Working full-time, Cotto took six years to earn his associate degree in 2000, but he graduated with no student debt, thanks to scholarships and Pell Grants.
A construction career no longer on his radar, Cotto decided to make use of his newfound talent for managing debits and credits. He went to a career fair in Wilmington and landed a job in the accounting department at PFPC Financial Services Group. He rose quickly in the company, becoming a supervisor and then manager within a few years.
Still, he was restless. “The work started getting easy,” he says, “and I wanted to move up. I had the experience, but I felt my two-year degree was holding me back.”
Enter Wilmington University
Taking advantage of his company’s tuition reimbursement program, he enrolled in 2006 at WilmU and got his degree in accounting two years later.
He continued to chafe at the bit, looking for bigger challenges, but he was required to stay with the company for two years after receiving tuition assistance.
Then, in 2010, The Bank of New York Mellon Corp., commonly referred to as BNY Mellon, acquired the company. Founded by Alexander Hamilton in 1784, Mellon is the world’s largest custodian bank, with more than $29.5 trillion in assets in custody.
In Cotto’s mind, the acquisition created exciting opportunities. “When Mellon bought us,” he says, “it was like a brand-new company.”
To take full advantage of those opportunities, the man who had quit school at 16 decided to go for his master’s degree. Again, he enrolled at WilmU.
“I considered the University of Delaware,” says Cotto, “but because of UD’s tuition cost and our annual reimbursement ceiling, it would’ve taken me twice as long.”
He also went back to WilmU because, he says, “I had a great experience when I got my bachelor’s degree. The quality of the teaching was impressive. I especially enjoyed (Adjunct Professor) Ed Snyder’s class in leadership. Before that class, I thought of leadership as just a word you could look up in the dictionary. Ed Snyder really lived it, and I learned that you could make a career of it.”
In fact, Cotto is so taken with the subject of leadership that he’s writing a book about it. He started working on it several years ago and now has a 12-chapter outline and a writing schedule, which he hopes will lead to a finished, self-published book by the end of this year.
At BNY Mellon, where he is vice president of Alternative Investment Services, his personal leadership style is to focus on the people.
“If you focus on them,” he says, “the work gets done.”
Aside from his family (he and second wife Rebecca have been married for 14 years, and he is close to his two adult children from his first marriage), Cotto’s other passion is promoting education, especially in the Latino community.
“What my mom told me years ago still resonates, I think, with Latinos,” he says. “Too often, the attitude toward education continues to be ‘that’s not for us.’ Factory jobs are OK, but what if you want something more? I want them to follow their passions. When the alarm clock goes off in the morning, you should be happy about where you’re going. I think I can speak to that.”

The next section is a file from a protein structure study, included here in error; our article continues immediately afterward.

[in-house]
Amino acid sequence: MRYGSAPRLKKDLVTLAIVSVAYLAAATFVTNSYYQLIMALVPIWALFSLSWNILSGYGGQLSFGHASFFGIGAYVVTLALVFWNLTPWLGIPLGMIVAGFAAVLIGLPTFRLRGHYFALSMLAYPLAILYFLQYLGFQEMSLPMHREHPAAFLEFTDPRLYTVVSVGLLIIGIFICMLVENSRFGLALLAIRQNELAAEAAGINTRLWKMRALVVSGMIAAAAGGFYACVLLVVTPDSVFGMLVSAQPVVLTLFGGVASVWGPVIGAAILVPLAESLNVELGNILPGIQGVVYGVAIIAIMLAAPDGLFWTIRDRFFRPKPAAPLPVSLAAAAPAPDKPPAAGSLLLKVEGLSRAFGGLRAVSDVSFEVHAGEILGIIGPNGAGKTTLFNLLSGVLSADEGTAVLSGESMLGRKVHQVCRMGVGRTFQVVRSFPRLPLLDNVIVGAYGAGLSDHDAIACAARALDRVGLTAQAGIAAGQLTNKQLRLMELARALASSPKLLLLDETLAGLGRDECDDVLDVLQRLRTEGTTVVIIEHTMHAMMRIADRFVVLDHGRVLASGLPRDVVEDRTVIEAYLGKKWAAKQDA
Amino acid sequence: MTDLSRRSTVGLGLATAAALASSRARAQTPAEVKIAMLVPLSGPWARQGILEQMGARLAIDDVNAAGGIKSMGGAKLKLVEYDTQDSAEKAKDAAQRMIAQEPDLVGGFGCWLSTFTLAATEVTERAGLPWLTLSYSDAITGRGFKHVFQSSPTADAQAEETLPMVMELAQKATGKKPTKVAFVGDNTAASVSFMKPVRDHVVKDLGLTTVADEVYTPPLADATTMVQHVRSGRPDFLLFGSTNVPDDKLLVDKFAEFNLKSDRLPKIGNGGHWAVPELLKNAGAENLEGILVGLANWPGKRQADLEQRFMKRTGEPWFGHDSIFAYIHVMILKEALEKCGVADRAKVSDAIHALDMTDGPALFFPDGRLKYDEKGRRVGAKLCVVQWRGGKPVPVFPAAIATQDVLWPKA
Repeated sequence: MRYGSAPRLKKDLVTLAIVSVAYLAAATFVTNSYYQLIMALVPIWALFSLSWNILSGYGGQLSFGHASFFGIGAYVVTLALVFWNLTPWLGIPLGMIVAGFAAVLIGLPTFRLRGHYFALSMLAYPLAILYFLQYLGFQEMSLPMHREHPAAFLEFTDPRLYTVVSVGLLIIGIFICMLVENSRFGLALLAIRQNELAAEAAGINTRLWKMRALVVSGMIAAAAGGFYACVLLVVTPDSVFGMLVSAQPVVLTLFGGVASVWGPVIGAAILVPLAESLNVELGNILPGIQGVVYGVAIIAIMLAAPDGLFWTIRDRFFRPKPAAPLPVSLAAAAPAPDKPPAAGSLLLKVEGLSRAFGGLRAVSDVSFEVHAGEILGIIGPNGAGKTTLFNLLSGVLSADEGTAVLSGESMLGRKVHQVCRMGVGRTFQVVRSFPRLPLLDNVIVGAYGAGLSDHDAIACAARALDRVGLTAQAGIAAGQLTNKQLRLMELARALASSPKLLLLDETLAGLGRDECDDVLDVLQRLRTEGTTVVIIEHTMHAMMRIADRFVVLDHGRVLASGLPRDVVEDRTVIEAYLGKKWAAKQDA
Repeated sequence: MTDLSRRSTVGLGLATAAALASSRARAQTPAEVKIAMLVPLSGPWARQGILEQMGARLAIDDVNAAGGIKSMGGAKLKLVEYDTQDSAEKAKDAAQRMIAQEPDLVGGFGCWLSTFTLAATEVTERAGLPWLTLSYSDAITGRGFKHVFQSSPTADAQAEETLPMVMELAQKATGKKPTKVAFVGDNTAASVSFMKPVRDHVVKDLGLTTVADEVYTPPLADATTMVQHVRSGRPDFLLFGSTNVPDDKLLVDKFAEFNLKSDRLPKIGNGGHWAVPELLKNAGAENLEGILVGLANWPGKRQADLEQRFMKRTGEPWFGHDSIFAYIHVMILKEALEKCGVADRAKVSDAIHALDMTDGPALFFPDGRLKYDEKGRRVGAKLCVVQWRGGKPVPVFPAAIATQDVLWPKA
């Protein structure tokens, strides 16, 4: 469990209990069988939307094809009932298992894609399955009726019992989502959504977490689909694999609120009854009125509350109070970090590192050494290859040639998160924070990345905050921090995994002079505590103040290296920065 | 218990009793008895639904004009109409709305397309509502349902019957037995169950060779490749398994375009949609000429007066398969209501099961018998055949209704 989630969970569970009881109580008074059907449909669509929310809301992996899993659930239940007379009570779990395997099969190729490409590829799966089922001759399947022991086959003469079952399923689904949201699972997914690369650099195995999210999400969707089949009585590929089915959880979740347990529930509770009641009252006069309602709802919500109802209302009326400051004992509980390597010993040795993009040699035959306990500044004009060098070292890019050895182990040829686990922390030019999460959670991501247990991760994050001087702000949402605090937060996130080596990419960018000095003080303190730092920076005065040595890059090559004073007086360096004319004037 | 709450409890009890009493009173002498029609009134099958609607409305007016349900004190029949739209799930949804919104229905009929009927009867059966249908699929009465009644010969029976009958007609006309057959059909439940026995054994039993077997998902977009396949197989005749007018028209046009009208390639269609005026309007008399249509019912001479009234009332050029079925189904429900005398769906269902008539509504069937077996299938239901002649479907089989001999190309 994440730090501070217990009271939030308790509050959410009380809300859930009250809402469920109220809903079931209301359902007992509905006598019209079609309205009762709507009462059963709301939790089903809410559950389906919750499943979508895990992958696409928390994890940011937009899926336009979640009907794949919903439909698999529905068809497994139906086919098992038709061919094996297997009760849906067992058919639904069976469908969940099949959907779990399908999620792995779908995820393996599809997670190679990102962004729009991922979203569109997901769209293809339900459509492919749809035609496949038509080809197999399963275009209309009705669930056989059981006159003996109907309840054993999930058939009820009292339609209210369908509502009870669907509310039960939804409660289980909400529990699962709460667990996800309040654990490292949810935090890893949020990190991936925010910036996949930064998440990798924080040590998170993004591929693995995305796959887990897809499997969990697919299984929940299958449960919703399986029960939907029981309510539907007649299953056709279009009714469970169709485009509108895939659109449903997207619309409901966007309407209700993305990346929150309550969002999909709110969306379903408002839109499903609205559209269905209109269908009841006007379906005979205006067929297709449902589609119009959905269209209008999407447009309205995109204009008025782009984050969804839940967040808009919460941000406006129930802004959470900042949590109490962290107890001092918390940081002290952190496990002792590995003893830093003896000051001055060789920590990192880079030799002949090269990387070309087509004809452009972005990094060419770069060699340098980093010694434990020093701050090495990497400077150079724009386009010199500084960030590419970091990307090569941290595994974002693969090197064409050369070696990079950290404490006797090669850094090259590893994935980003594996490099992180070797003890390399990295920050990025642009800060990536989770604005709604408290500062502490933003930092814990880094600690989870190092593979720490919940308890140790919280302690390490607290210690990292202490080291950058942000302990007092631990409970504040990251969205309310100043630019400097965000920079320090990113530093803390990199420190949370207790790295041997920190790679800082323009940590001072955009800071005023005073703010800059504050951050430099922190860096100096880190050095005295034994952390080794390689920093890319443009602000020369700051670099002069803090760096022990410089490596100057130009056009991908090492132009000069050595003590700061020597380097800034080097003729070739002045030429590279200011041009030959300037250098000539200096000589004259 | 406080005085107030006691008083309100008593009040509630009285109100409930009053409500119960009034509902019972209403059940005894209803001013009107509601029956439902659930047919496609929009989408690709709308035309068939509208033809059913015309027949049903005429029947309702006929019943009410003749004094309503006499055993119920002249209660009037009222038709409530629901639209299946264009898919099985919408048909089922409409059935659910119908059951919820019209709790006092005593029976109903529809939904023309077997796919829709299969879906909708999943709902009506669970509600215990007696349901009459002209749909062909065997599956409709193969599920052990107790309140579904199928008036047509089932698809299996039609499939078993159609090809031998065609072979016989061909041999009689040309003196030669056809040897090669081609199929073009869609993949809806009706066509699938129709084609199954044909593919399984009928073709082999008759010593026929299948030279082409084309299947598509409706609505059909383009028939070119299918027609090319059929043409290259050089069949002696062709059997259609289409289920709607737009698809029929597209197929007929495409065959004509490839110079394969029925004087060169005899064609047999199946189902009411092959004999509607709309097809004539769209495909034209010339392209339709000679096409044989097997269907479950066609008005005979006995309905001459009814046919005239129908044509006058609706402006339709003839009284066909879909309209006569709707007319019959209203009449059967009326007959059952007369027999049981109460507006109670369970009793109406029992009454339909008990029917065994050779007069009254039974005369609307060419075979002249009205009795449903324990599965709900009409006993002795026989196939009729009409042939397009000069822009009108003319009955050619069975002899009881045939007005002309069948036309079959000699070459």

Cotto is delivering that message through several organizations. He has been president of the Delaware Chapter of ALPFA (Association of Latin Professionals for America) since 2014, and he holds leadership roles in ASPIRA, which is dedicated to developing the educational and leadership capacity of Hispanic youth. He also serves on the Delaware Hispanic Commission and last year he was appointed to a four-year term on the Delaware Advisory Committee to the U.S. Commission on Civil Rights.
He hopes that raising the educational bar in the Hispanic community will lead to more civic and government involvement. “We want to get more Latinos into leadership positions,” he says. “We want Latino legislators, Latino board members.”
Might a run for public office be in his future? “I did consider running for office, but I’ve found I’m more effective as a behind-the-scenes person,” Cotto says. “I like that I can work on things all year round and move in and out of circles as needed. And I don’t think I have the patience to campaign. I think I would feel like a caged animal during the periodic breaks needed to campaign.”
While political office may not be in his always well-thought-out plans, a doctorate definitely is. After enjoying the Christmas holidays, he began looking at prospective schools in January. WilmU is high on his list.
“I want to be in a doctoral program by 2018,” he says. “That also gives me time to finish writing the book, which I plan to use as my thesis.”
A book and a doctoral degree would’ve been unlikely goals for the impulsive 16-year-old who dropped out of 10th grade nearly three decades ago. But they’re sure bets for the man that Carlos Cotto has become. WU
– Bob Yearick